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Encyclopedia > Edward IV of England
Edward IV
By the Grace of God, King of England
and France and Lord of Ireland.
Reign March 3, 146131 October, 1470
and April 11, 1471April 9, 1483
Coronation June 28, 1461
Born April 28, 1442
Rouen
Died April 9, 1483 (aged 40)
Westminster
Buried Windsor Castle
Predecessor Henry VI
Successor Edward V
Consort Elizabeth Woodville (c. 1437–1492)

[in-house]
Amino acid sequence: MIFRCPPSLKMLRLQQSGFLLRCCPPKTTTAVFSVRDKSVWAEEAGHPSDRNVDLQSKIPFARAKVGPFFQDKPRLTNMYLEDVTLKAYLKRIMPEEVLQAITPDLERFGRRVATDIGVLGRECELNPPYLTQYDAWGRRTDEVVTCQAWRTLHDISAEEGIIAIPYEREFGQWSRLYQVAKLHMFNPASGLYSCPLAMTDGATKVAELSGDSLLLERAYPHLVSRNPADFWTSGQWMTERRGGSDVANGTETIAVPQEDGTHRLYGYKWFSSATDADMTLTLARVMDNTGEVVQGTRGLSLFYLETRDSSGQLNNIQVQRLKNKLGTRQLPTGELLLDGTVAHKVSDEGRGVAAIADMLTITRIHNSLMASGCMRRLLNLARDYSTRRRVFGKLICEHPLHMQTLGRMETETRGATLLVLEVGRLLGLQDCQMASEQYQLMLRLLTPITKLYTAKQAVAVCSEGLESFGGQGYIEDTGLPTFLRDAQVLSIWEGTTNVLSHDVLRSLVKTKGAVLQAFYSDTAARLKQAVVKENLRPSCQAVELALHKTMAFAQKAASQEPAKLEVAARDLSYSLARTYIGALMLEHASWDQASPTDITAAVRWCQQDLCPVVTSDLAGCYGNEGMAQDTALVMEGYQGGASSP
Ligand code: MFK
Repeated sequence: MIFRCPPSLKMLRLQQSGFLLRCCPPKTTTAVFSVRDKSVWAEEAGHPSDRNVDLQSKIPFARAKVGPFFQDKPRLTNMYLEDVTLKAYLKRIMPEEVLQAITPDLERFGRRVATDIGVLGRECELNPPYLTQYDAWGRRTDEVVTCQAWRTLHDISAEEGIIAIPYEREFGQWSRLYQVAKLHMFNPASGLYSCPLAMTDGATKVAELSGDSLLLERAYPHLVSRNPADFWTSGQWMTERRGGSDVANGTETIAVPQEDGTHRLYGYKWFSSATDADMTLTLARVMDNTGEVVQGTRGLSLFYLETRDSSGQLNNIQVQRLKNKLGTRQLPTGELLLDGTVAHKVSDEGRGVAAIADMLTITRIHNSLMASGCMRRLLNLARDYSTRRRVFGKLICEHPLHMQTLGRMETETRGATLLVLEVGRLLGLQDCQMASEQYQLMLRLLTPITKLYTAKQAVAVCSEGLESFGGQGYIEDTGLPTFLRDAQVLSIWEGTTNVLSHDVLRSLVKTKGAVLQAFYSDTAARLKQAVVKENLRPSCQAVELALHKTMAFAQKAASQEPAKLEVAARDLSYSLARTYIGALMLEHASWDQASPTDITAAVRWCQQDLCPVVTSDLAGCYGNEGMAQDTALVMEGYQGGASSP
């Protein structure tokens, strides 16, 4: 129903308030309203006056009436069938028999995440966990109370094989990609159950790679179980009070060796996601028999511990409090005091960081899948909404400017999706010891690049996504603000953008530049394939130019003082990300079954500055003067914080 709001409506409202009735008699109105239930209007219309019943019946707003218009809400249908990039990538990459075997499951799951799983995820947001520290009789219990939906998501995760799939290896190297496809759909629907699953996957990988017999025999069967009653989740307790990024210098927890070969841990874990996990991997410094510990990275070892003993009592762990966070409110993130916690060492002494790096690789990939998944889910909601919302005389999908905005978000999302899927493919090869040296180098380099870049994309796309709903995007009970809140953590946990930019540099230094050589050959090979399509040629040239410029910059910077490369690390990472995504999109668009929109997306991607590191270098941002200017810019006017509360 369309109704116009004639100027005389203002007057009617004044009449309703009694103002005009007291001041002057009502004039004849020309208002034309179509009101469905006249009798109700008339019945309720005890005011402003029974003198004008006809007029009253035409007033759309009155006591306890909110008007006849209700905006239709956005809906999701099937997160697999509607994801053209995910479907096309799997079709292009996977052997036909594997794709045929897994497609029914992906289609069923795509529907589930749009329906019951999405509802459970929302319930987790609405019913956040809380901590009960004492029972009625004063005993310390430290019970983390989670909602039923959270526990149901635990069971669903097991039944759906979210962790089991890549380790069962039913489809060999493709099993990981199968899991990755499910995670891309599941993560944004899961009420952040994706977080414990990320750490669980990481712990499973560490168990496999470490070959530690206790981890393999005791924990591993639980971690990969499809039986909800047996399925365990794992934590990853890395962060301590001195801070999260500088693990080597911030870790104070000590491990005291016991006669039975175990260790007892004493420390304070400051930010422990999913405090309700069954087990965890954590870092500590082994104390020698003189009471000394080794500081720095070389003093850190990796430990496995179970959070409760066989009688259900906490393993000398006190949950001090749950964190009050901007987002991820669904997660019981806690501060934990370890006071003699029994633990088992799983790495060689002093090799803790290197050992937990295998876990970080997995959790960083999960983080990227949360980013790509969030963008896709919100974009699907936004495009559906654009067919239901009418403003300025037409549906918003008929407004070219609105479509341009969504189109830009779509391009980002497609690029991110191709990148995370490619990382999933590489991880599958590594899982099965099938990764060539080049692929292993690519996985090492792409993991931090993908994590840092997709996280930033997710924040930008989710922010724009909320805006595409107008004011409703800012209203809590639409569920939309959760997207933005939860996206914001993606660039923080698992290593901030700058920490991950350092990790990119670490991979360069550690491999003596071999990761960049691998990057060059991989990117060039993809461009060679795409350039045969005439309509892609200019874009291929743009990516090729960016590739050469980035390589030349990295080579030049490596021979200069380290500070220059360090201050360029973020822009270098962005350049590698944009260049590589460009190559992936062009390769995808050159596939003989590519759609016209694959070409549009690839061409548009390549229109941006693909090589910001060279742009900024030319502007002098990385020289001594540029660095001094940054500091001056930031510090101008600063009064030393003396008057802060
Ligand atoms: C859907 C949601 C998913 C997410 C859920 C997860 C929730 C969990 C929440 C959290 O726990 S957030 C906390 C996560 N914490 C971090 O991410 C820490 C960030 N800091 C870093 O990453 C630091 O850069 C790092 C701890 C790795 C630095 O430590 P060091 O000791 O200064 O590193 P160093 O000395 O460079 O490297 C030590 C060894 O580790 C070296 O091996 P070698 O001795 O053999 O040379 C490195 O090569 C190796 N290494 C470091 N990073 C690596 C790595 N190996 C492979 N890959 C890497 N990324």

Issue Elizabeth of York (1466–1503)
Edward V (1470 – c. 1483)
Richard, 1st Duke of York
(1473 – c. 1483)
Arthur Plantagenet, 1st Viscount
Lisle
(illeg., d. 1542)
Royal House York
Father Richard, Duke of York (1411–1460)
Mother Cecily Neville (1415–1495)